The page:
A few posts back I reviewed the second Gibb Owen article from The Education Technology Guide and ended my review with the following query:
My final question for Gibb which I will e-mail on to him if he wants to reply is this - When I leave a comment on a blog, who retains the copyright to that? The commenter or the blogger? I’ll post any insights here with permission.
I did e-mail him. Here's what I wrote:
I just wanted to say thanks for your great articles on Copyright and Intellectual Property in The Education Technology Guide. I am a primary school teacher here in Adelaide with a role in ICT and so much of what you wrote has a big impact in the education sector. I am also a blogger with my blog Teaching Generation Z, where I have reviewed your two articles because I think that copyright is really misunderstood by the majority of educators. The two posts were My Copyright Ignorance and Reviewing Another Informative Copyright Article . I have learnt quite lot from your informative writing, but as always, good writing raises as many questions as it provides solutions or answers. The question I have for you (if you wish to provide a non-legally binding, opinion only answer, of course) is this - When I leave a comment on a blog, who retains the copyright to that? The commenter or the blogger? If it is the blogger, then does the commenter have to ask permission to use their own comment (housed on the other person's blog) back on their site? If you do answer and you are under no obligation to do so - this is a request imposing on your goodwill - could I quote your answer on my blog? It would be very informative for the blogging community to have a clear understanding of where their rights lie,
Thanks again for your articles,
RE: COPYRIGHT ARTICLES
Thank you for your approval of my work. Your thoughts are greatly appreciated.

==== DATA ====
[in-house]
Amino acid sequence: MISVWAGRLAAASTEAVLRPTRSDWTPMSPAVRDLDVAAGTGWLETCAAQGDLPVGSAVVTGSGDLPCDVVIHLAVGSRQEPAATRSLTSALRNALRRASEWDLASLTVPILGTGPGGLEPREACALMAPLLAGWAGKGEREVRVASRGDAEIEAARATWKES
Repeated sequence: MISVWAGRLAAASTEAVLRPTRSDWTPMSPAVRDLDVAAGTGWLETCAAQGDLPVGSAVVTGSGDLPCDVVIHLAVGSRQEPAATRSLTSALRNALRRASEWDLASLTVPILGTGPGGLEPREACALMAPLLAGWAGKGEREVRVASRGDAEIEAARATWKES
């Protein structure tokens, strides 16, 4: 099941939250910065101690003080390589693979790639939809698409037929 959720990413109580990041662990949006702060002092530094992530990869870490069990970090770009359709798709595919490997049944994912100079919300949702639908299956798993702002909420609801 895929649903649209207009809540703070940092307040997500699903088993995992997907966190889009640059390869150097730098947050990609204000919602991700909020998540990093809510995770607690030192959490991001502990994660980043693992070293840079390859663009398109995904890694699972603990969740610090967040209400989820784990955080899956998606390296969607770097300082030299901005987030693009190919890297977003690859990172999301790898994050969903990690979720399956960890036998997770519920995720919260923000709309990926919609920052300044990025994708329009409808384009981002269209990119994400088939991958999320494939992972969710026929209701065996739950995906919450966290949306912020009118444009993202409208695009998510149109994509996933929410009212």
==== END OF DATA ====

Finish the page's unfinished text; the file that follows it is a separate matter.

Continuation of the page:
The question you have raised is naturally complex in its answer.
Where a Blog is published on the internet the assumption should be that all original material constituted by more than a few words that require the application of intelligence is protected where it is down loaded in a country which is a party to the Berne Convention such as Australia.
Leaving aside this assumption there can be implications arising from the express words that place the whole or part of the material in the public domain and thereby free for all parties to use and copy same (commercially?).
The presentation of a site by its express terms may operate as an abandonment of copyright by any and all contributors or its terms or nature may say nothing about abandonment or licensing.
Licensing can allow copying for non-commercial purposes or may place other limitations on such a licence.
The nature and contents of the material and the environment into which it is published will be highly persuasive as to whether it is protected or not.
Each author can and should make an express reservation of copyright or an express abandonment of rights or expressly prohibited commercial copying. Please have a look at the issue of Creative Commons on the Internet.
You can see that without being given a detailed example I cannot make a categoric statement for you. You may publish this advice on your Blog provided it is attributed to Clinch Neville Long and you quote my e-mail address.
CLINCH NEVILLE LONG
I would interested in any edublogger feedback on his reply which I am a bit hesitant to try and remix in layman's terms. I'm loathe to misinterpret this reply but someone with more background than me could have a go. Or in the absence of a full understanding, we all continue to comment on each others' blogs in good faith that our words will add value to our learning.